The aim of this study was to investigate the functional expression of cannabinoid type 1 (CB1) receptors in human odontoblasts (HODs) and the possible internal mechanism.Methods:
In the present study, we examined the molecular and functional expression of the CB1 receptors in cultured HOD-like cells and native HODs obtained from healthy wisdom teeth.Results:
Immunohistochemistry and immunofluorescence revealed that CB1 receptors localize to native HODs and HOD-like cells, respectively. Both reverse-transcription polymerase chain reaction and Western blot analysis confirmed gene and protein expression of CB1 receptors. The ultrastructural distribution by immunoelectron microscopy also found that CB1 receptors labeled by colloidal gold particles distribute sparsely in the cytoplasm and odontoblastic processes. In functional assays, 2-arachidonyl glycerol, as an agonist of CB receptors, elicited the increase of intracellular fluorescence intensity that could be inhibited by a CB1-specific receptor antagonist rather than a selective CB2 receptor antagonist with fluo-3AM Ca2+ fluorescence. The source of the increase of intracellular fluorescence intensity elicited by CB1 receptors was from extracellular Ca2+ but not intracellular Ca2+ stores. The process of 2-arachidonyl glycerol activating CB1 receptors modulated transient receptor potential vanilloid 1–mediated Ca2+ entry via the cyclic adenosine monophosphate signaling pathway.Conclusions:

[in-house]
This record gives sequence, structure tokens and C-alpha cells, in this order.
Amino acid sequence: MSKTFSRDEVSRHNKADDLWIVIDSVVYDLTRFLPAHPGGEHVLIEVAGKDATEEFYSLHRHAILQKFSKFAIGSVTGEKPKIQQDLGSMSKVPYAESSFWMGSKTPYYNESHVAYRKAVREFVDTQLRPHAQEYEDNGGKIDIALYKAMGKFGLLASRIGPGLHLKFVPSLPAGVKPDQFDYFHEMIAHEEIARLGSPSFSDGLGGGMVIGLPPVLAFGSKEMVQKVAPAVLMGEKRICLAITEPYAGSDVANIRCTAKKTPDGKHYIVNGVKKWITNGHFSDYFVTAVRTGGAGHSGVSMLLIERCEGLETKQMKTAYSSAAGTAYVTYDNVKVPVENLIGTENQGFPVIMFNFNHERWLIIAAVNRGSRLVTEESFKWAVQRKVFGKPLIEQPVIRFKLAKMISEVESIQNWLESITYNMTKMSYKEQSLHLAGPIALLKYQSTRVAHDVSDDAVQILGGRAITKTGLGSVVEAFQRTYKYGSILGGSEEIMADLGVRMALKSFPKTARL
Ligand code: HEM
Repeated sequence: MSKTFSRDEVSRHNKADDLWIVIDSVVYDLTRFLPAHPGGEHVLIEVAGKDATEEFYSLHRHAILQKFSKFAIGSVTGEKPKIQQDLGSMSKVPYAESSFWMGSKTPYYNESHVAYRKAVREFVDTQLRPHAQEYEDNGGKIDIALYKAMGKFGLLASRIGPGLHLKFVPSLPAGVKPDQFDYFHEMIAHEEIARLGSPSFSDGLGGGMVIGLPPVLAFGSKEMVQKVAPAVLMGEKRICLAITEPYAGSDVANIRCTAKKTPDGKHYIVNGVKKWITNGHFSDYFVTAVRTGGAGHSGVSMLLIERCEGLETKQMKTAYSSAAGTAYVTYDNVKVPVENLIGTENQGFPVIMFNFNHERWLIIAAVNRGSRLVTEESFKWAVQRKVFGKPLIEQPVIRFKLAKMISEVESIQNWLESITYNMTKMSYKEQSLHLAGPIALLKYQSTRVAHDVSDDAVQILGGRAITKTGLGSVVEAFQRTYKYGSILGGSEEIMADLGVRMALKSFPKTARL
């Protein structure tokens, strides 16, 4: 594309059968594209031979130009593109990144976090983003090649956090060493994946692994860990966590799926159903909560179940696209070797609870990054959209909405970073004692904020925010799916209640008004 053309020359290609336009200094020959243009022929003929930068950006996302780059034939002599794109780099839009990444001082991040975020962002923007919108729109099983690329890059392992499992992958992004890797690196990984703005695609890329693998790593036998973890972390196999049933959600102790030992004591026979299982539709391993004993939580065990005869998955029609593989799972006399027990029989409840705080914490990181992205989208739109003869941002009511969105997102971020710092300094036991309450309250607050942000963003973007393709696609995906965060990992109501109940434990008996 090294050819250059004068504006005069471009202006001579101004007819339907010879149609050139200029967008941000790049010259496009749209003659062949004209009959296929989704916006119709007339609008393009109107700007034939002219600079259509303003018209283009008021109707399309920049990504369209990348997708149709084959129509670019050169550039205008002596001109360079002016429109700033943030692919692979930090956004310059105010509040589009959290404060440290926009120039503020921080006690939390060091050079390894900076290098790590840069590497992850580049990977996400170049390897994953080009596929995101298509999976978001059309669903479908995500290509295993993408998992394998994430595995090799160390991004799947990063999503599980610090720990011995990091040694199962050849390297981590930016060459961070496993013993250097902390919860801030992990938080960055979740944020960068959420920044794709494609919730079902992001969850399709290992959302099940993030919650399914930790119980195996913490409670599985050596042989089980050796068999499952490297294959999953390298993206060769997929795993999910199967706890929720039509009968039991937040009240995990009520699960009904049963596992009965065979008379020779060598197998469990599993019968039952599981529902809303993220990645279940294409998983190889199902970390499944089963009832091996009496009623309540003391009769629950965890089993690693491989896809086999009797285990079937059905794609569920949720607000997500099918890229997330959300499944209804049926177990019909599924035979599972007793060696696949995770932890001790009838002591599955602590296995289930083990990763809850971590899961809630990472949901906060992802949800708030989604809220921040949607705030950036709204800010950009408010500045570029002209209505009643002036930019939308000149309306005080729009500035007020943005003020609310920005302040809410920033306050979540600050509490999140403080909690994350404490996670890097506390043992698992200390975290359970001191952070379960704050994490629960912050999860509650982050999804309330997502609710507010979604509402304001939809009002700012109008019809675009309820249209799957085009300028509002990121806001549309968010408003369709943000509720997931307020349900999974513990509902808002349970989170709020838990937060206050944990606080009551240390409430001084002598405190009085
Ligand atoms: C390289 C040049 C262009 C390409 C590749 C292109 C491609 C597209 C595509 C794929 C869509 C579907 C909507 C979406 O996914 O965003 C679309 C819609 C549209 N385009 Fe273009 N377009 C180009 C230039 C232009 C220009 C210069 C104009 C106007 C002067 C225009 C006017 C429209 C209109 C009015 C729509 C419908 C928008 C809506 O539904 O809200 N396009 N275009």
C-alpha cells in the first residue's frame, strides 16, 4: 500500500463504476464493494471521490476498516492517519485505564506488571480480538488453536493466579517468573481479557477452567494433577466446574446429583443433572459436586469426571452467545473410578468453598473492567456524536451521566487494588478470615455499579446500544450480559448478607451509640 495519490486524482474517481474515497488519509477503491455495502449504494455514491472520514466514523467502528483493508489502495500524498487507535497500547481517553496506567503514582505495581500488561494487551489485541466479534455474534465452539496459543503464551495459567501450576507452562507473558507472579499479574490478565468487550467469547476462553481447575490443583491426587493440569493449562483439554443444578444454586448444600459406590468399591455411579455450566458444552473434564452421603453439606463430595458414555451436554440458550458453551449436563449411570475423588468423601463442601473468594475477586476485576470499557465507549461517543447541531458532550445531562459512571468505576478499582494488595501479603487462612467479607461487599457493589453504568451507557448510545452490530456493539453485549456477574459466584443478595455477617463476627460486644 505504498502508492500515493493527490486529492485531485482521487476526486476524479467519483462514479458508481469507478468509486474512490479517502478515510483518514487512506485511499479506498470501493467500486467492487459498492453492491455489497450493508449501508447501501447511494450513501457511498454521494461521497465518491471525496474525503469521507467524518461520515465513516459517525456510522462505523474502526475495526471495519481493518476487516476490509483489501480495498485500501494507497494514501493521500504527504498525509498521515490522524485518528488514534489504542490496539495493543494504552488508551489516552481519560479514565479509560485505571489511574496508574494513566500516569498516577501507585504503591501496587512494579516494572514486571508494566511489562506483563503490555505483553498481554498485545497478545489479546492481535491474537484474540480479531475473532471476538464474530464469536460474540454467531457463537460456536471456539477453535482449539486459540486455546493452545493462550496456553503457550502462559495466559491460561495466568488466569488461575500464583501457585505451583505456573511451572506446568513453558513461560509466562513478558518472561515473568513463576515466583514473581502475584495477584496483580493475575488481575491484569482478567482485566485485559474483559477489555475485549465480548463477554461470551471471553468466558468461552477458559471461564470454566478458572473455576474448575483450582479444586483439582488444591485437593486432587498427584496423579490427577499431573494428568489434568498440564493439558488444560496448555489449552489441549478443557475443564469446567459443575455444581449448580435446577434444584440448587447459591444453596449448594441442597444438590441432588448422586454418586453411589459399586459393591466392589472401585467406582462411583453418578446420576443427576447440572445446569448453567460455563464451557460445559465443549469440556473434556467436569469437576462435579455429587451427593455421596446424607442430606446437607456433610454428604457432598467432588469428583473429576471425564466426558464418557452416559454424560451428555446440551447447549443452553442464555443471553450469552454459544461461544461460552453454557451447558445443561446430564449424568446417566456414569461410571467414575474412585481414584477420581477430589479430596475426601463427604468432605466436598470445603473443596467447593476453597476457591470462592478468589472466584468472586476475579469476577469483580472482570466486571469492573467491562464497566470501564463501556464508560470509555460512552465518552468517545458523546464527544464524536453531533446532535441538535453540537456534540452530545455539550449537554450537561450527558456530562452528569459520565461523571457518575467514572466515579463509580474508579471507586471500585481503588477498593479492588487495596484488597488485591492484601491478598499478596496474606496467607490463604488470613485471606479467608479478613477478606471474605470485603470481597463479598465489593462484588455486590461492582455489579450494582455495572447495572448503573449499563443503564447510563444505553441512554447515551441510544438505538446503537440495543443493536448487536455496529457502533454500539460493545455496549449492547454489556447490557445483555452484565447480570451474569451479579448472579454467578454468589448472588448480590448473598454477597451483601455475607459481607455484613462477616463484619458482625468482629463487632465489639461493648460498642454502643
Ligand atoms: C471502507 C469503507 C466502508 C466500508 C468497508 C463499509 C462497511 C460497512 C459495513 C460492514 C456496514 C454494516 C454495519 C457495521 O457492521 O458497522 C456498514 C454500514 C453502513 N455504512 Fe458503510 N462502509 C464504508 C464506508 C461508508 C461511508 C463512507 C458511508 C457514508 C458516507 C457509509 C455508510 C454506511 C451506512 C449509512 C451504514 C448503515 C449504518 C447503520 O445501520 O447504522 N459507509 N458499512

We conclude that HODs can express functional CB1 receptors that may play an important role in mediating the physiological function in tooth pulp.